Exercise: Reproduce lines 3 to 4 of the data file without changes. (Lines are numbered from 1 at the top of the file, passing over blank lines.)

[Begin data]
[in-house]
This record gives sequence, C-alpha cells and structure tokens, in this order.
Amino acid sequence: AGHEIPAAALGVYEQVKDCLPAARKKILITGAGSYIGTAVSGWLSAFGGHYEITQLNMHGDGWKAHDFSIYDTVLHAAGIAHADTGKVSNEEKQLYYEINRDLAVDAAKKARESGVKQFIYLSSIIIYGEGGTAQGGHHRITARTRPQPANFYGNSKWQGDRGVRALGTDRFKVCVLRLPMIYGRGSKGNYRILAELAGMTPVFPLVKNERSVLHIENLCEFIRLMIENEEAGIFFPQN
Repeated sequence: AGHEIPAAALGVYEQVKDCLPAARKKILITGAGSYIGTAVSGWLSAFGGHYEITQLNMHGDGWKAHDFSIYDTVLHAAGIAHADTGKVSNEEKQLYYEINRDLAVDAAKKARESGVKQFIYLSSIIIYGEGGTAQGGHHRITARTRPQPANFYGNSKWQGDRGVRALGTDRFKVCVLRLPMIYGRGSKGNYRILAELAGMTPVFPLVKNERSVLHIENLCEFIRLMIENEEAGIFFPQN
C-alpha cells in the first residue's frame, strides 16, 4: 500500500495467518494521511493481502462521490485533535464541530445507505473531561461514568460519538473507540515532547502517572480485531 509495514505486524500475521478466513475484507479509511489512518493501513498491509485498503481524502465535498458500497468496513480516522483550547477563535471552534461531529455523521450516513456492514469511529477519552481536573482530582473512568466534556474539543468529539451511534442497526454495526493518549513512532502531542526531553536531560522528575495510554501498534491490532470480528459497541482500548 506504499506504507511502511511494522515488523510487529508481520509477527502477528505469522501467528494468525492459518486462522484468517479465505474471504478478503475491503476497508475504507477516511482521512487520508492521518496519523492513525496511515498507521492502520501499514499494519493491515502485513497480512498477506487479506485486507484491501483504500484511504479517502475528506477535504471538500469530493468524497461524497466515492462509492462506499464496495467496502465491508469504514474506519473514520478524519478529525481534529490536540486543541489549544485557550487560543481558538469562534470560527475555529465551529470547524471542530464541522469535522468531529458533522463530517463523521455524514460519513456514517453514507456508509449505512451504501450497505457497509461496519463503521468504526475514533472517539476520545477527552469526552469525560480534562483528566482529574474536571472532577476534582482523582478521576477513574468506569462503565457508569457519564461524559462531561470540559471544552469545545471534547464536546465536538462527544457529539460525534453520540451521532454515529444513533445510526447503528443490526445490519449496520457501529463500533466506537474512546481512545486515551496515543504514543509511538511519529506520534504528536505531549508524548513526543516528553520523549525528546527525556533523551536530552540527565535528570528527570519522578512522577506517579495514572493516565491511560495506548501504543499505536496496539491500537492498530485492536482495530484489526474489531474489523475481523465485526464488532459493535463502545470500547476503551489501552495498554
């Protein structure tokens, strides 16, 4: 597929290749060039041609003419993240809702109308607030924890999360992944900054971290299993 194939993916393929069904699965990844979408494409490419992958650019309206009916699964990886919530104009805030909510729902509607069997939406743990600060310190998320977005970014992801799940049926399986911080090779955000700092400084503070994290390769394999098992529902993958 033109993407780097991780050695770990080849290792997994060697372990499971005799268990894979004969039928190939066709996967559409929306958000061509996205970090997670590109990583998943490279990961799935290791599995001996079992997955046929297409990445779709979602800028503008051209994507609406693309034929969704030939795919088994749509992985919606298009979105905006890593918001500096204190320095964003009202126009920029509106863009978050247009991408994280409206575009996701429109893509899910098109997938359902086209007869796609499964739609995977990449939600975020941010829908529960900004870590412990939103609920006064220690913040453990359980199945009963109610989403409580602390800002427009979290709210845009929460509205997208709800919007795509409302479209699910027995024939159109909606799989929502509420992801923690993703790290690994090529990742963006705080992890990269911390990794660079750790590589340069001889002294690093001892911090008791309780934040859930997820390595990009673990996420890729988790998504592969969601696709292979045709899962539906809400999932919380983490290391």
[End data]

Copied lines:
Amino acid sequence: AGHEIPAAALGVYEQVKDCLPAARKKILITGAGSYIGTAVSGWLSAFGGHYEITQLNMHGDGWKAHDFSIYDTVLHAAGIAHADTGKVSNEEKQLYYEINRDLAVDAAKKARESGVKQFIYLSSIIIYGEGGTAQGGHHRITARTRPQPANFYGNSKWQGDRGVRALGTDRFKVCVLRLPMIYGRGSKGNYRILAELAGMTPVFPLVKNERSVLHIENLCEFIRLMIENEEAGIFFPQN
Repeated sequence: AGHEIPAAALGVYEQVKDCLPAARKKILITGAGSYIGTAVSGWLSAFGGHYEITQLNMHGDGWKAHDFSIYDTVLHAAGIAHADTGKVSNEEKQLYYEINRDLAVDAAKKARESGVKQFIYLSSIIIYGEGGTAQGGHHRITARTRPQPANFYGNSKWQGDRGVRALGTDRFKVCVLRLPMIYGRGSKGNYRILAELAGMTPVFPLVKNERSVLHIENLCEFIRLMIENEEAGIFFPQN